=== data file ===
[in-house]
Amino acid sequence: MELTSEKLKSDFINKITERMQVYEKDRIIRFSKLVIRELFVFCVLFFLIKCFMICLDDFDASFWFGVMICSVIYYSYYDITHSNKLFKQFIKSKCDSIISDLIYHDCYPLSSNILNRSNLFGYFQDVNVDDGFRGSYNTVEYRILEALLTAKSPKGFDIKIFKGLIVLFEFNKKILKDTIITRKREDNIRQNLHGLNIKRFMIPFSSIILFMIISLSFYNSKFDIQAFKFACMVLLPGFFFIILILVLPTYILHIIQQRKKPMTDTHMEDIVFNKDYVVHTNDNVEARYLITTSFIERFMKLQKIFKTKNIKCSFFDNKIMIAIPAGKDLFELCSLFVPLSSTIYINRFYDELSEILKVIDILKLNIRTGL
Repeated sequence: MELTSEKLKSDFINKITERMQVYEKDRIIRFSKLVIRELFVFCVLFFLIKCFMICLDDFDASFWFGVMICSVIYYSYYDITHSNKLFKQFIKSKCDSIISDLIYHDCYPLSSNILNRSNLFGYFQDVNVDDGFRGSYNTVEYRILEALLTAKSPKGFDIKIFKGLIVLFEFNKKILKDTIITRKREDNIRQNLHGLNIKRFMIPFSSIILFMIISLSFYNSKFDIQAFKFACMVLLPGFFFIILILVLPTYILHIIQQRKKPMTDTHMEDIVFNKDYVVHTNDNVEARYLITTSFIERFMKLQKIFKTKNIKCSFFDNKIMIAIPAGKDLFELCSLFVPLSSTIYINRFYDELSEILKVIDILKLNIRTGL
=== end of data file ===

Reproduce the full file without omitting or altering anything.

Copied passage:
[in-house]
Amino acid sequence: MELTSEKLKSDFINKITERMQVYEKDRIIRFSKLVIRELFVFCVLFFLIKCFMICLDDFDASFWFGVMICSVIYYSYYDITHSNKLFKQFIKSKCDSIISDLIYHDCYPLSSNILNRSNLFGYFQDVNVDDGFRGSYNTVEYRILEALLTAKSPKGFDIKIFKGLIVLFEFNKKILKDTIITRKREDNIRQNLHGLNIKRFMIPFSSIILFMIISLSFYNSKFDIQAFKFACMVLLPGFFFIILILVLPTYILHIIQQRKKPMTDTHMEDIVFNKDYVVHTNDNVEARYLITTSFIERFMKLQKIFKTKNIKCSFFDNKIMIAIPAGKDLFELCSLFVPLSSTIYINRFYDELSEILKVIDILKLNIRTGL
Repeated sequence: MELTSEKLKSDFINKITERMQVYEKDRIIRFSKLVIRELFVFCVLFFLIKCFMICLDDFDASFWFGVMICSVIYYSYYDITHSNKLFKQFIKSKCDSIISDLIYHDCYPLSSNILNRSNLFGYFQDVNVDDGFRGSYNTVEYRILEALLTAKSPKGFDIKIFKGLIVLFEFNKKILKDTIITRKREDNIRQNLHGLNIKRFMIPFSSIILFMIISLSFYNSKFDIQAFKFACMVLLPGFFFIILILVLPTYILHIIQQRKKPMTDTHMEDIVFNKDYVVHTNDNVEARYLITTSFIERFMKLQKIFKTKNIKCSFFDNKIMIAIPAGKDLFELCSLFVPLSSTIYINRFYDELSEILKVIDILKLNIRTGL